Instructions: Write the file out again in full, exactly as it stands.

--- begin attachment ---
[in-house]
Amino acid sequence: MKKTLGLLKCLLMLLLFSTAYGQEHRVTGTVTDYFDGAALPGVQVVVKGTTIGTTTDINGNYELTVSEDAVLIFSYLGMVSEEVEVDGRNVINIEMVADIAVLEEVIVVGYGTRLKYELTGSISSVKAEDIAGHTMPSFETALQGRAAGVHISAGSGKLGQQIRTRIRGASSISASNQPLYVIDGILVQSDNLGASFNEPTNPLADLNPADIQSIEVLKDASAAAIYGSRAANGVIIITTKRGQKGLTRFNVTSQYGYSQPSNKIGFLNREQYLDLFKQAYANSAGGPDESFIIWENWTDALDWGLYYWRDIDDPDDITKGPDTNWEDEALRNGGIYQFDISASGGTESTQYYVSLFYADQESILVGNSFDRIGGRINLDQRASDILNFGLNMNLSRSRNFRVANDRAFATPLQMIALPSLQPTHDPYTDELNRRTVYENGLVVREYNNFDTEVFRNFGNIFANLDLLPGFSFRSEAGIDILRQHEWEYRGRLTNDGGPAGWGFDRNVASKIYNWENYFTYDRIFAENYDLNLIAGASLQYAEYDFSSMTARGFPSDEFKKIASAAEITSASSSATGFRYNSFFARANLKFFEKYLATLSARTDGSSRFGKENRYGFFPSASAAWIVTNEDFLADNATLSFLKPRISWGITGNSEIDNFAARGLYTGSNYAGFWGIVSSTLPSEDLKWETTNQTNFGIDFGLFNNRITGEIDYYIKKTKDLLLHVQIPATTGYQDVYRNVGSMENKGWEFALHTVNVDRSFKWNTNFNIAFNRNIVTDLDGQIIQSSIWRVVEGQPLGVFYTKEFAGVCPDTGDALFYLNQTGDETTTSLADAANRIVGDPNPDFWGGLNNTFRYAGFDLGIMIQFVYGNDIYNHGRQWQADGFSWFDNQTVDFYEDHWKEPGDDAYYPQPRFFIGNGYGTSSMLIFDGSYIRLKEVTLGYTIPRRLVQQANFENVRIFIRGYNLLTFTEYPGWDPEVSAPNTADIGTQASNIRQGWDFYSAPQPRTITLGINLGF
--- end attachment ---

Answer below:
[in-house]
Amino acid sequence: MKKTLGLLKCLLMLLLFSTAYGQEHRVTGTVTDYFDGAALPGVQVVVKGTTIGTTTDINGNYELTVSEDAVLIFSYLGMVSEEVEVDGRNVINIEMVADIAVLEEVIVVGYGTRLKYELTGSISSVKAEDIAGHTMPSFETALQGRAAGVHISAGSGKLGQQIRTRIRGASSISASNQPLYVIDGILVQSDNLGASFNEPTNPLADLNPADIQSIEVLKDASAAAIYGSRAANGVIIITTKRGQKGLTRFNVTSQYGYSQPSNKIGFLNREQYLDLFKQAYANSAGGPDESFIIWENWTDALDWGLYYWRDIDDPDDITKGPDTNWEDEALRNGGIYQFDISASGGTESTQYYVSLFYADQESILVGNSFDRIGGRINLDQRASDILNFGLNMNLSRSRNFRVANDRAFATPLQMIALPSLQPTHDPYTDELNRRTVYENGLVVREYNNFDTEVFRNFGNIFANLDLLPGFSFRSEAGIDILRQHEWEYRGRLTNDGGPAGWGFDRNVASKIYNWENYFTYDRIFAENYDLNLIAGASLQYAEYDFSSMTARGFPSDEFKKIASAAEITSASSSATGFRYNSFFARANLKFFEKYLATLSARTDGSSRFGKENRYGFFPSASAAWIVTNEDFLADNATLSFLKPRISWGITGNSEIDNFAARGLYTGSNYAGFWGIVSSTLPSEDLKWETTNQTNFGIDFGLFNNRITGEIDYYIKKTKDLLLHVQIPATTGYQDVYRNVGSMENKGWEFALHTVNVDRSFKWNTNFNIAFNRNIVTDLDGQIIQSSIWRVVEGQPLGVFYTKEFAGVCPDTGDALFYLNQTGDETTTSLADAANRIVGDPNPDFWGGLNNTFRYAGFDLGIMIQFVYGNDIYNHGRQWQADGFSWFDNQTVDFYEDHWKEPGDDAYYPQPRFFIGNGYGTSSMLIFDGSYIRLKEVTLGYTIPRRLVQQANFENVRIFIRGYNLLTFTEYPGWDPEVSAPNTADIGTQASNIRQGWDFYSAPQPRTITLGINLGF